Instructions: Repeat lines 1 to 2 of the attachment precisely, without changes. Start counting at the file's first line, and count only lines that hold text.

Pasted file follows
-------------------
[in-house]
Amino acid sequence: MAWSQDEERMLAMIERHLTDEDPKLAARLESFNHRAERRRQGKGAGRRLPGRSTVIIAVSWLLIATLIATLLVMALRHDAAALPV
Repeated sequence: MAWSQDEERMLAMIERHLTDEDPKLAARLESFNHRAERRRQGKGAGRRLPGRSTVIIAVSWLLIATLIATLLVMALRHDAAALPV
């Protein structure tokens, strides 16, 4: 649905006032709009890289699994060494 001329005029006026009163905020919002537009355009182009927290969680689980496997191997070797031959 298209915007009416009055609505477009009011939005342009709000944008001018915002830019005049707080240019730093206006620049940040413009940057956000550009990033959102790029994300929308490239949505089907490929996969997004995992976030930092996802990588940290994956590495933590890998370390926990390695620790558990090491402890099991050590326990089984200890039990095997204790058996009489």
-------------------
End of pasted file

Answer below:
[in-house]
Amino acid sequence: MAWSQDEERMLAMIERHLTDEDPKLAARLESFNHRAERRRQGKGAGRRLPGRSTVIIAVSWLLIATLIATLLVMALRHDAAALPV